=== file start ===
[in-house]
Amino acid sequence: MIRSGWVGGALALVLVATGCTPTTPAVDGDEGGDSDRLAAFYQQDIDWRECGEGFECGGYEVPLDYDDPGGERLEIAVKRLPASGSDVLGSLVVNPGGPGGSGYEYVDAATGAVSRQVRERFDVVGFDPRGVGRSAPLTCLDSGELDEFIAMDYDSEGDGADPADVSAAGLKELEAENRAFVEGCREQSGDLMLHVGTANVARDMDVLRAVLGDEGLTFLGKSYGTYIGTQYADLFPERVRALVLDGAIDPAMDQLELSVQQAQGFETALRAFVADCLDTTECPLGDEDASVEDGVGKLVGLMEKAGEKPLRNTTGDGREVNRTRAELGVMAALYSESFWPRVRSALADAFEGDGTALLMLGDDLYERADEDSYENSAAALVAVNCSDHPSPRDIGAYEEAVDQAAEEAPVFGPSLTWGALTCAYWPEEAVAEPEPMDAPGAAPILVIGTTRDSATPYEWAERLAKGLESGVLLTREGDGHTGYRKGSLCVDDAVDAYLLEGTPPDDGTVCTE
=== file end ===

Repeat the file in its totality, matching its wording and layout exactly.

[in-house]
Amino acid sequence: MIRSGWVGGALALVLVATGCTPTTPAVDGDEGGDSDRLAAFYQQDIDWRECGEGFECGGYEVPLDYDDPGGERLEIAVKRLPASGSDVLGSLVVNPGGPGGSGYEYVDAATGAVSRQVRERFDVVGFDPRGVGRSAPLTCLDSGELDEFIAMDYDSEGDGADPADVSAAGLKELEAENRAFVEGCREQSGDLMLHVGTANVARDMDVLRAVLGDEGLTFLGKSYGTYIGTQYADLFPERVRALVLDGAIDPAMDQLELSVQQAQGFETALRAFVADCLDTTECPLGDEDASVEDGVGKLVGLMEKAGEKPLRNTTGDGREVNRTRAELGVMAALYSESFWPRVRSALADAFEGDGTALLMLGDDLYERADEDSYENSAAALVAVNCSDHPSPRDIGAYEEAVDQAAEEAPVFGPSLTWGALTCAYWPEEAVAEPEPMDAPGAAPILVIGTTRDSATPYEWAERLAKGLESGVLLTREGDGHTGYRKGSLCVDDAVDAYLLEGTPPDDGTVCTE